I am sure that the oil companies are competing hard. So hard in fact, that in any given quarter, at least one of them will post losses; for that is the nature of the free market – winners and losers. I am sure that Oil company CEOs will swear on a stack of bibles that they are abiding by the rules of the market and are not doing anything untoward. I am equally sure that if you asked a dozen ordinary people – also known as a jury – if the oil companies were rigging the market, the answer would be convincingly – if not unanimously – guilty.

So what can we, the people, do to keep them honest? I have some suggestions that might help.

  • Restrict one-day price movements. Prices rarely come down by more than 5c/day, so why the 25c/gal spike? Simple: Because they can. Restrict price movements to ONE adjustment per day of no more than 5c/gal. An alternative is to allow them to set prices however they wish, but only when they get a delivery – once a week.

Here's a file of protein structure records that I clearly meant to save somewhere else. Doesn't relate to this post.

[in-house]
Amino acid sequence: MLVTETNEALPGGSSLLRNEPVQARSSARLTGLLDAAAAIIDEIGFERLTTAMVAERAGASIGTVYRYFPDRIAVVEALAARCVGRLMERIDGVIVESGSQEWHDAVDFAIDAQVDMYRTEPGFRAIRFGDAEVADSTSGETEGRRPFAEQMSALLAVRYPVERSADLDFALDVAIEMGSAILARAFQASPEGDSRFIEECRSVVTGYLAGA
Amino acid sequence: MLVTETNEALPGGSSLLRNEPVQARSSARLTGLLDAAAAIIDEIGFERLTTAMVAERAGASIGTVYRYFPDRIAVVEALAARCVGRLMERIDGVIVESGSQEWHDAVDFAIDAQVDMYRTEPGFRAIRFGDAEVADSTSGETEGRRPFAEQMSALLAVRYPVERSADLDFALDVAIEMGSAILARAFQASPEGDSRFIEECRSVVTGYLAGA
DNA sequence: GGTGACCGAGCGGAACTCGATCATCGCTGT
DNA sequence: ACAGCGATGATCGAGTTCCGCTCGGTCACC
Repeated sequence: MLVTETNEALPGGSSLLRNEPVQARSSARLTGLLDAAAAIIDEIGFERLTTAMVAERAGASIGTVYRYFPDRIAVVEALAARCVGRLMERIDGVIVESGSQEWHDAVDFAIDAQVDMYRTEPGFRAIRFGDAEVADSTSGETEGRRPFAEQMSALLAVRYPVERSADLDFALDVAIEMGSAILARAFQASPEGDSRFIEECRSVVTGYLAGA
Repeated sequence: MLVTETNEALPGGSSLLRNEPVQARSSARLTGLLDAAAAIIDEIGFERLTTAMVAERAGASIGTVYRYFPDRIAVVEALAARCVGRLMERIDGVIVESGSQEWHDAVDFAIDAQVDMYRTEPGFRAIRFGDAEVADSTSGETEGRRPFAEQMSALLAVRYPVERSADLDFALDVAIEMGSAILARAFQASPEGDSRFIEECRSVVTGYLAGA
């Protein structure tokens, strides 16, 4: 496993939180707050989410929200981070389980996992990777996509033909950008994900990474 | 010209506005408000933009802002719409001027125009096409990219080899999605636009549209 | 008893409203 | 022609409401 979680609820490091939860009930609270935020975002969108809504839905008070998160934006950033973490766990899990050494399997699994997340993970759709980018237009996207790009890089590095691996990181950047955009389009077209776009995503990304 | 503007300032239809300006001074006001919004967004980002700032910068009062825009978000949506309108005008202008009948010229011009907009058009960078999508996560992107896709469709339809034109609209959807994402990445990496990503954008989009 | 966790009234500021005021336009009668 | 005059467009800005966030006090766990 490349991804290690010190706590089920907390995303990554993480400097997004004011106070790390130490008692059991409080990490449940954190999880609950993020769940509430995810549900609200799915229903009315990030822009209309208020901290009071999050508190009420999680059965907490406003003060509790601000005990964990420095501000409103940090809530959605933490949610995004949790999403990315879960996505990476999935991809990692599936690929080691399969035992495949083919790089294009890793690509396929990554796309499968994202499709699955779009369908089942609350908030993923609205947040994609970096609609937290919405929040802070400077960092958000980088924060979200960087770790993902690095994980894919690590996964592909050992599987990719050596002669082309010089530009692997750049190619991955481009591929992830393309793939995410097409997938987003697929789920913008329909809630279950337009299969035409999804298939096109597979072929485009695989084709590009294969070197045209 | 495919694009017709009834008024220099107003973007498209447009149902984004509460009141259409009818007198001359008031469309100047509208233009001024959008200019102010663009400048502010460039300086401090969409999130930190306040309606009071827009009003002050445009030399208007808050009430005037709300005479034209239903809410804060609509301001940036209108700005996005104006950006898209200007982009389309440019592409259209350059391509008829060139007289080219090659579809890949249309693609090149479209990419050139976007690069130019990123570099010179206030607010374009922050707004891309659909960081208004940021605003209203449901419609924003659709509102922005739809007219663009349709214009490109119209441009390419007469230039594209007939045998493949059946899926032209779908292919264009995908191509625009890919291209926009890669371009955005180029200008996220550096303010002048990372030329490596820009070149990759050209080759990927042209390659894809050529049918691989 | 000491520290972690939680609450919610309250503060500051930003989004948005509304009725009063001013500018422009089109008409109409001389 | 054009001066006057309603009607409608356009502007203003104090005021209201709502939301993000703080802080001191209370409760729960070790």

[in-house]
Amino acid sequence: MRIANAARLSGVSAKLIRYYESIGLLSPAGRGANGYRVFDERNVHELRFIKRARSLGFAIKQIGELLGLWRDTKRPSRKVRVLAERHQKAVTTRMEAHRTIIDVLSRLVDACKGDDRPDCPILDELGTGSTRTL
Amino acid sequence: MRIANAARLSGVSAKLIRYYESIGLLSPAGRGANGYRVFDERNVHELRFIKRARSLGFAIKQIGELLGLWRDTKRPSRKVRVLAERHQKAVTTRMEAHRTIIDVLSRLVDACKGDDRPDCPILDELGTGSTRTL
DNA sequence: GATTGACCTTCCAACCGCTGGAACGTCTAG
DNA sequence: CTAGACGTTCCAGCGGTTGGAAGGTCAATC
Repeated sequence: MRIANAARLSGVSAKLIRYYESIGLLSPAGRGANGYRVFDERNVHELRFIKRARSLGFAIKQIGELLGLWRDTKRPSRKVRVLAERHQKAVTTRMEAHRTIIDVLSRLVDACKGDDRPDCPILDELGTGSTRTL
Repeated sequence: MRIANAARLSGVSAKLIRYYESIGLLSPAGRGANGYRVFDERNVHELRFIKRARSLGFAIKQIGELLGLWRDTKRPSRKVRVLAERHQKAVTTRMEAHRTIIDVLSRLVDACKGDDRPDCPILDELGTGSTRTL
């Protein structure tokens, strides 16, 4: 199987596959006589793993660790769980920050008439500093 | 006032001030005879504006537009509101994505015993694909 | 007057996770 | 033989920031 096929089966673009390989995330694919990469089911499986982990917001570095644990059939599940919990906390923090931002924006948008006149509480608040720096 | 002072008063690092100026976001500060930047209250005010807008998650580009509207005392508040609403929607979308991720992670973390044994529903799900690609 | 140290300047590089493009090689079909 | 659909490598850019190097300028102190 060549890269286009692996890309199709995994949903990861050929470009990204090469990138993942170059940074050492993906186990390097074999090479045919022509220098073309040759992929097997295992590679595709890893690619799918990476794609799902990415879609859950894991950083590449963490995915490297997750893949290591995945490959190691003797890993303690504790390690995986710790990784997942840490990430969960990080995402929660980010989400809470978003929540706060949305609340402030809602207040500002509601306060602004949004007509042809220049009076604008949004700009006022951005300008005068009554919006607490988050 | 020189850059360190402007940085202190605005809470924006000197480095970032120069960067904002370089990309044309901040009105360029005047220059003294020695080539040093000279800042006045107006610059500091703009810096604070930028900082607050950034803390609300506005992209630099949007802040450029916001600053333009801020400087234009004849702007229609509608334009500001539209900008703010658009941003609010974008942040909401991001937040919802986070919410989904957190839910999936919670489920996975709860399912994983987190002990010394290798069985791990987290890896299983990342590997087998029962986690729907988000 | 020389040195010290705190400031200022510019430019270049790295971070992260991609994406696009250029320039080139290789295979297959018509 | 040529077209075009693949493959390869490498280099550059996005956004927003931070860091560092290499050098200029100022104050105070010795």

• Finally, make it illegal for a gas station to refuse to give their price when requested by phone. This would force a station to compete with all stations in the area, rather than just the one across the road.

Simple spot fines would be quite sufficient to enforce this law, and receipts are more than sufficient proof.

Of course, the oil companies would kick, scream, resist… and lobby like crazy to overturn such a law.
And the Government will tell them “NO”.
And like a kid who wants ice-cream, they will keep begging, cajoling and wheedling.
And the government will reply with the threat of regulation.